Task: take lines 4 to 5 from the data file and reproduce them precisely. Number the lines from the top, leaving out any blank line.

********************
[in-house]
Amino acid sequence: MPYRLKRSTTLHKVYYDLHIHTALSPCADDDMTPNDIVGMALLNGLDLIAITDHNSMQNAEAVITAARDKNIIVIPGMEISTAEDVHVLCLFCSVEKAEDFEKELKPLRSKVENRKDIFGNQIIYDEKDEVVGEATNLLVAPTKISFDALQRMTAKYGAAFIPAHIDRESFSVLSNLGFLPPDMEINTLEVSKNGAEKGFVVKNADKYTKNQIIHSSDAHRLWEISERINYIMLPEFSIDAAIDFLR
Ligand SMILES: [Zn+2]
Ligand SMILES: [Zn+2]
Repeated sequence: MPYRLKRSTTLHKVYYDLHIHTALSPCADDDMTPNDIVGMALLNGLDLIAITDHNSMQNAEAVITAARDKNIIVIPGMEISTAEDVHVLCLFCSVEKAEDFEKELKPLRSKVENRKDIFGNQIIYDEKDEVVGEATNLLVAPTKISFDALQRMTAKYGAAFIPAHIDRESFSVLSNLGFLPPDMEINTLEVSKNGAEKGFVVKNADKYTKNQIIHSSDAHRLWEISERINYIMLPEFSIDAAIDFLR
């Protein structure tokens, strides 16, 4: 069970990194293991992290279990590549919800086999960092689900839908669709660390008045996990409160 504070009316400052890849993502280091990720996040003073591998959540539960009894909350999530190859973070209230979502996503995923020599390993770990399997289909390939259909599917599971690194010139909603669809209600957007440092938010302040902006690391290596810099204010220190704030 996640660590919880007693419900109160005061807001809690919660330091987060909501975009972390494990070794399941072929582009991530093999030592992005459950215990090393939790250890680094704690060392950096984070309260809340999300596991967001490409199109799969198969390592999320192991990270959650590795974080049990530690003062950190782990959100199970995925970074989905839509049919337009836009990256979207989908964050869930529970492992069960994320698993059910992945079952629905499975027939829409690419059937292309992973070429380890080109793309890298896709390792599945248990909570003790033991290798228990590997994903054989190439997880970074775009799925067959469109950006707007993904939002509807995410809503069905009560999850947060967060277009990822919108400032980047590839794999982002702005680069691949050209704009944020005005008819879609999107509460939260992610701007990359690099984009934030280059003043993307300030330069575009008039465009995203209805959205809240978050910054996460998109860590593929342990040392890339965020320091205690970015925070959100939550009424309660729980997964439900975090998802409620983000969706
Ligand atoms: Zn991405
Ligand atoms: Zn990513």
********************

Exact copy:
Ligand SMILES: [Zn+2]
Repeated sequence: MPYRLKRSTTLHKVYYDLHIHTALSPCADDDMTPNDIVGMALLNGLDLIAITDHNSMQNAEAVITAARDKNIIVIPGMEISTAEDVHVLCLFCSVEKAEDFEKELKPLRSKVENRKDIFGNQIIYDEKDEVVGEATNLLVAPTKISFDALQRMTAKYGAAFIPAHIDRESFSVLSNLGFLPPDMEINTLEVSKNGAEKGFVVKNADKYTKNQIIHSSDAHRLWEISERINYIMLPEFSIDAAIDFLR